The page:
Intellectual property : a very short introduction /Material type: BookSeries: Very short introductions.Publisher: New York : Oxford University Press, c2017.Description: xxi, 121 p. : ill. ; 18 cm.ISBN: 9780195372779Subject(s): Intellectual property (International law) | Copyright, International | LAW / Intellectual Property / CopyrightDDC classification: 346.048 VA IN Online resources: Location Map
|Item type||Home library||Call number||Status||Date due||Barcode||Item holds|
|REGULAR||University of Wollongong in Dubai Main Collection||346.048 VA IN (Browse shelf)||Available||T0056667|
Machine generated contents note: -- Preface -- Chapter 1: How to Read Starbucks; or Why Intellectual Property Matters More Than You Think -- Chapter 2: Copyright, Commerce, and Culture -- Chapter 3: Patents and their Discontents -- Chapter 4: Trademarks and the Politics of Branding -- Chapter 5: Other Rights: Domain Names, Publicity, Trade Secrets, Data, and Designs -- Conclusion: The Politics of Resistance and the Access to Knowledge Movement -- Acknowledgements -- Useful Web Sites -- References -- Bibliography -- Index.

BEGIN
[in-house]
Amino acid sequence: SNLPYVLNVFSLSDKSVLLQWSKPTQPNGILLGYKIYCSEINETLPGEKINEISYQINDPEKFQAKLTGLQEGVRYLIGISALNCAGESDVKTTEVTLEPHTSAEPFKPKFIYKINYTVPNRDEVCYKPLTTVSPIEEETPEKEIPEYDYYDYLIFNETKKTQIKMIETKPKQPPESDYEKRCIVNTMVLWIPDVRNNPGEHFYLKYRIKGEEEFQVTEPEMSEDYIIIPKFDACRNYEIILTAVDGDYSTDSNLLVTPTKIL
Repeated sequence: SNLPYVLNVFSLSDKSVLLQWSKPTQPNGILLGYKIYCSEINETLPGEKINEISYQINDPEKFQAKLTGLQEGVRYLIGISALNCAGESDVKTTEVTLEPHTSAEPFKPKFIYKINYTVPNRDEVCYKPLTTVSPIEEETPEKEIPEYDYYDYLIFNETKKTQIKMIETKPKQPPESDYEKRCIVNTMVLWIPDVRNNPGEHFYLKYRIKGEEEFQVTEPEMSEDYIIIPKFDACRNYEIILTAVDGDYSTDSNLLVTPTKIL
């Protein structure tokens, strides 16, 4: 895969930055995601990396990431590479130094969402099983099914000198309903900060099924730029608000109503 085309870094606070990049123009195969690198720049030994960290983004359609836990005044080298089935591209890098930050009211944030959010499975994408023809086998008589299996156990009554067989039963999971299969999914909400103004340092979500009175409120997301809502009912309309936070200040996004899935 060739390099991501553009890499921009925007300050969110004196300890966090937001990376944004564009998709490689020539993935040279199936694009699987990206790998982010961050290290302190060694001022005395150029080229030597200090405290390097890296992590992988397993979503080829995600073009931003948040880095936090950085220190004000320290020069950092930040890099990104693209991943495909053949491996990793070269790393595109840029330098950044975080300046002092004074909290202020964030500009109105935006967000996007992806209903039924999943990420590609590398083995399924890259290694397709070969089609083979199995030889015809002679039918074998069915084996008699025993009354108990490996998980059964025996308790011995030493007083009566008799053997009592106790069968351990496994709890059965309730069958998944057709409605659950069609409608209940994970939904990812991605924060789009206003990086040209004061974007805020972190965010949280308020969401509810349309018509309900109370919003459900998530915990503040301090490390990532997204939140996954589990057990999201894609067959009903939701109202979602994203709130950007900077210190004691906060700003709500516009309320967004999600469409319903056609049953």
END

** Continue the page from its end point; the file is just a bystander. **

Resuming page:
" We all create intellectual property. We all use intellectual property. Intellectual property is the most pervasive yet least understood way we regulate expression. Despite its importance to so many aspects of the global economy and daily life, intellectual property policy remains a confusing and arcane subject. This engaging book clarifies both the basic terms and the major conflicts surrounding these fascinating areas of law, offering a layman's introduction to copyright, patents, trademarks, and other forms of knowledge falling under the purview of intellectual property rights. Using vivid examples, noted media expert Siva Vaidhyanathan illustrates the powers and limits of intellectual property, distilling with grace and wit the complex tangle of laws, policies, and values governing the dissemination of ideas, expressions, inventions, creativity, and data collection in the modern world. Vaidhyanathan explains that intellectual property exists as it does because powerful interests want it to exist. The strongest economies in the world have a keen interest in embedding rigid methods of control and enforcement over emerging economies to preserve the huge economic interests linked to their copyright industries-film, music, software, and publishing. For this reason, the fight over the global standardization of intellectual property has become one of the most important sites of tension in North-South global relations. Through compelling case studies, including those of Starbucks, Coca-Cola, Sony, Amazon, and Google Books, Vaidhyanathan shows that the modern intellectual property systems reflect three centuries of changes in politics, economics, technologies, and social values. Although it emerged from a desire to foster creativity while simultaneously protecting it, intellectual property today has fundamentally shifted to a political dimension. "--